#KNOWLEDGESHIFT by Dr Yetunde Kalajo

African Talking Drum

Drums are symbolic representations of African culture, particularly in West Africa.

The Yorùbá drumming tradition is characterised by its unique style that differs from the European approach to drumming (Finnegan, 2012; Iroko). It is considered more than just music, as it is a highly cultured means of communication. This traditional form of drumming plays an important role in conveying messages, emotions, and even history within the Yorùbá community (Iroko 2023: Speaking Without Voice). The African Talking Drums were developed and used by forested cultures for long-distance communication and religious ceremonies. This hourglass-shaped instrument can be precisely controlled in tone and articulation, but its sound can only be heard in close proximity such as in a gathering or marketplace. It is mainly used during ceremonial occasions, including dance, rituals, storytelling, and communication of important information (Akinbo, 2021; Britannica)

In West Africa, especially in Nigeria and Senegal, the talking drums have become a popular instrument in music genres like Jùjú and Mbalax in the 20th century. West African ethnic groups have different variations of the talking drum (Akpabot, 1975; Motta, 2020; demfirecreation).

  • Tama (Wolof of Senegal)
  • Dondo (Akan of central Ghana and Cote d’Ivoire)
  • Doodo (Songhai and Zarma of Mali, Burkina Faso, and Niger)
  • Gan gan, Dun Dun (Yoruba of Nigeria and eastern Benin)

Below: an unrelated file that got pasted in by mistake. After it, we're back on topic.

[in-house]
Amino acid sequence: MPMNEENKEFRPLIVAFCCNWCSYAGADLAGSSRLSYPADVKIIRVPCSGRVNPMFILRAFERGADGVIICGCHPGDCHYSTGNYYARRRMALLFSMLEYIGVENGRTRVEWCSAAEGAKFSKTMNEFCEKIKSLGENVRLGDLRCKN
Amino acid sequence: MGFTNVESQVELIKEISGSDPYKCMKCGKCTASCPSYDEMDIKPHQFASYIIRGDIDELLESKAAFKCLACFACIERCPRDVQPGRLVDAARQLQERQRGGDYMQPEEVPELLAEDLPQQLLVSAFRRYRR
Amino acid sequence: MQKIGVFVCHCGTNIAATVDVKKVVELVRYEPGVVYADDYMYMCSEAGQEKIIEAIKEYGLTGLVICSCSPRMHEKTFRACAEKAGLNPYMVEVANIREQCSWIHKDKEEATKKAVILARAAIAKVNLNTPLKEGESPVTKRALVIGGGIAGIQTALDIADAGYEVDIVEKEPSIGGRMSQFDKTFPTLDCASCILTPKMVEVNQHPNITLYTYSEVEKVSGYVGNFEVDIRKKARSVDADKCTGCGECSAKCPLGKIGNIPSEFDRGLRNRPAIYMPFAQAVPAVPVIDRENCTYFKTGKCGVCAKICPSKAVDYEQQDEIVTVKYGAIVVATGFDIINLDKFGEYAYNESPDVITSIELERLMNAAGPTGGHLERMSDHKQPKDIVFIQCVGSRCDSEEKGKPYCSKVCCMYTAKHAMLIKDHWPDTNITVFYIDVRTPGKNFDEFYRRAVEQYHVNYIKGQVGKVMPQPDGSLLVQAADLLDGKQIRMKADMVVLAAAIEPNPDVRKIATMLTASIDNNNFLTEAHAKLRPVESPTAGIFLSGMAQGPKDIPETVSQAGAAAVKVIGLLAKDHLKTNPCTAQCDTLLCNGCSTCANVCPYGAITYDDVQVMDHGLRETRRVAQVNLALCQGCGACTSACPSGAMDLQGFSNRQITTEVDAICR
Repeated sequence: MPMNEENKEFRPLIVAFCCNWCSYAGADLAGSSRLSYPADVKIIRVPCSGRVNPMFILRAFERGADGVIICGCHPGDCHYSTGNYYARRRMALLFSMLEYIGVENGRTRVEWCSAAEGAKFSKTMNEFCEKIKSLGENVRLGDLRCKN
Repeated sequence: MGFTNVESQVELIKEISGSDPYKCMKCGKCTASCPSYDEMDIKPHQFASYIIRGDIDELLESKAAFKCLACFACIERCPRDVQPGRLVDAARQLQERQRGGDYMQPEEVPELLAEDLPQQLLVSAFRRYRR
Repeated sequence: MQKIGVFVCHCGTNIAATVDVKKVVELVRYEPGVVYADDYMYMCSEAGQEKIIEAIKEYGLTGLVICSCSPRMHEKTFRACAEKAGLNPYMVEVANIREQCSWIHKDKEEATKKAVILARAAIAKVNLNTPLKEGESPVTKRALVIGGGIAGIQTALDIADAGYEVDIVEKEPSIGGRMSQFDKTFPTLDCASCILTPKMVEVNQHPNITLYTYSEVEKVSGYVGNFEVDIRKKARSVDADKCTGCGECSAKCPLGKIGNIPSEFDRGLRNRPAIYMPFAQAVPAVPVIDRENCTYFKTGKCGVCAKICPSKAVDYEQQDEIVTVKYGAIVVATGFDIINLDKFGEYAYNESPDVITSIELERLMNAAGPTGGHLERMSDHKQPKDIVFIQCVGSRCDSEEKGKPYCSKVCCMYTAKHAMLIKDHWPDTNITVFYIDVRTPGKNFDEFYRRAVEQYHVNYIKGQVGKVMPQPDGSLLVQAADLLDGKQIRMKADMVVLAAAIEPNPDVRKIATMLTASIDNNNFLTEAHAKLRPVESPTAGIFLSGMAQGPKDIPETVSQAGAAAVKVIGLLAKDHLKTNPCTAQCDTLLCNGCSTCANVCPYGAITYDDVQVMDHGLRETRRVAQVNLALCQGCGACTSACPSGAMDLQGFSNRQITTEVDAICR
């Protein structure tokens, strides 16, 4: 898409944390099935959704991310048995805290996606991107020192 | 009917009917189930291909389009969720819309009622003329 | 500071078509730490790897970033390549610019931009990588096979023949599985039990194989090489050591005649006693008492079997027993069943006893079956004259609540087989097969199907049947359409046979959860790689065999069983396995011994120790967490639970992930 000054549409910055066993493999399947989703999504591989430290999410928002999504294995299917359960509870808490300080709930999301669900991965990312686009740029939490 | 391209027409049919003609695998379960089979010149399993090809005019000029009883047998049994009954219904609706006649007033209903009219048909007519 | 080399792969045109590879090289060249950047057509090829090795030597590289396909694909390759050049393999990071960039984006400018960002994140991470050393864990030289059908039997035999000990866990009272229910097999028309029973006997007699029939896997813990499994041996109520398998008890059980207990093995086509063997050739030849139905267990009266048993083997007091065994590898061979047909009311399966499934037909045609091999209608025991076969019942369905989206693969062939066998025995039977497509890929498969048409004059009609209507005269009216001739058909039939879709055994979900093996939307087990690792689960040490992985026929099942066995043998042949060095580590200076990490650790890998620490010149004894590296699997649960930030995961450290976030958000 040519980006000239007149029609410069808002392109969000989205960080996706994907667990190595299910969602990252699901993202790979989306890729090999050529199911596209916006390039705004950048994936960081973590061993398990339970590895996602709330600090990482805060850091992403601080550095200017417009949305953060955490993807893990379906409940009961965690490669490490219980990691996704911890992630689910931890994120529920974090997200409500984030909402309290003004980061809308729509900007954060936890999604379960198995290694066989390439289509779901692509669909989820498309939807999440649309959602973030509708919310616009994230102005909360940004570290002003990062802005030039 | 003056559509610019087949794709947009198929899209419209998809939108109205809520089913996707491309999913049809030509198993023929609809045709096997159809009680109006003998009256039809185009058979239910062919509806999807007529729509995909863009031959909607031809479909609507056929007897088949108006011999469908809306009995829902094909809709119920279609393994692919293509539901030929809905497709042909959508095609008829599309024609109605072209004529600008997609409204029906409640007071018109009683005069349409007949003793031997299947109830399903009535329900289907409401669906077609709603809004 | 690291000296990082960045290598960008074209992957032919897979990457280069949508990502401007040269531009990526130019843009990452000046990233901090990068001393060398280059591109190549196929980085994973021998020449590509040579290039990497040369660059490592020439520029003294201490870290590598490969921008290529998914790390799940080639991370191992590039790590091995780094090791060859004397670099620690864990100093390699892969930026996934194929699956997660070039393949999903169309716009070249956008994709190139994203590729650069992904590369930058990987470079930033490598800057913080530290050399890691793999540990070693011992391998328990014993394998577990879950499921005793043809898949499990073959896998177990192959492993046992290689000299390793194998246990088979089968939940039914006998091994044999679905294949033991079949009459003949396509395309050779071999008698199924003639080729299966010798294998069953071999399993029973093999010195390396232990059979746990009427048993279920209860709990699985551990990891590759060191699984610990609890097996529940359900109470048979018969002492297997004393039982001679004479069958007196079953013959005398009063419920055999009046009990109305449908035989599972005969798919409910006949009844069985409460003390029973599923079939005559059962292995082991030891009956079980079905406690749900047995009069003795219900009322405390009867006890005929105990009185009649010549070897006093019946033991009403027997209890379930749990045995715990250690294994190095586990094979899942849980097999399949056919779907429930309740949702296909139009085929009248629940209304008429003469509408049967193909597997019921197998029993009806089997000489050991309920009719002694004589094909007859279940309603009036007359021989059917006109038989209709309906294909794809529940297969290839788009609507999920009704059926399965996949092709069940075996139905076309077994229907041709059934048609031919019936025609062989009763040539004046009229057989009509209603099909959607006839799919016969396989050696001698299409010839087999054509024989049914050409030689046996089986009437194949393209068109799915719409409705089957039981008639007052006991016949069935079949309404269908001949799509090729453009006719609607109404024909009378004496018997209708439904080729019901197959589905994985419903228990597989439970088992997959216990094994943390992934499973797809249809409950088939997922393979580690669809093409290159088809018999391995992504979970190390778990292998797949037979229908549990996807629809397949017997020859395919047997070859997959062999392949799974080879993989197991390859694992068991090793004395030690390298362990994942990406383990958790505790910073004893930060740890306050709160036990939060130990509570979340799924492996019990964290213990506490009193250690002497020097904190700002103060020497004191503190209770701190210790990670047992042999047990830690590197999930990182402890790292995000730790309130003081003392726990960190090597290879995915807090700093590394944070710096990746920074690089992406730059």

• Lunna (Dagomba of northern Ghana; Mossi of Burkina Faso)
  • Kalangu (Hausa of northern Nigeria, Niger, northern Ghana, Benin and Cameroon)

The African talking drums are not exclusively played by men, but the extent of gender involvement can vary depending on the specific cultural context and tradition within Africa. In many African societies, both men and women can play talking drums. However, there may be cultural norms or traditions that influence who typically plays them. For example, in some West African cultures, talking drums are often played by male drummers, while women may have different roles in the musical or social context. In other regions, men and women may participate in drumming activities without significant gender-based restrictions.

Aralola Olamuyiwa, Female African Drummer

Also, the drums themselves can be referred to as male and female drums as a result of the sound they produce. Some scholars believe that a drum’s distinguishing characteristic might be associated with its high or low pitches, but rather with its “bigness” and “littleness” of sound. “Bigness” referred to a loud and forceful timbre, while “littleness” referred to a soft and gentle timbre. Drums that produced a loud, penetrating sound were classified as male, while drums that produced a gentler sound were classified as female (Carrington, 1971).

The African Talking Drums have gained immense popularity and recognition worldwide due to their captivating effect. You will see the African Talking Drums in various musical performances, orchestras, and even in the Award-winning soundtrack of the movie Black Panther. Their unique sound and traditional significance have made them a sensation and a significant part of the global music scene.

Last series was about Black Hair and I hope this week’s #KNOWLEDGESHIFT on Talking Drums you have found intriguing and informative. See you in Week 3

Last updated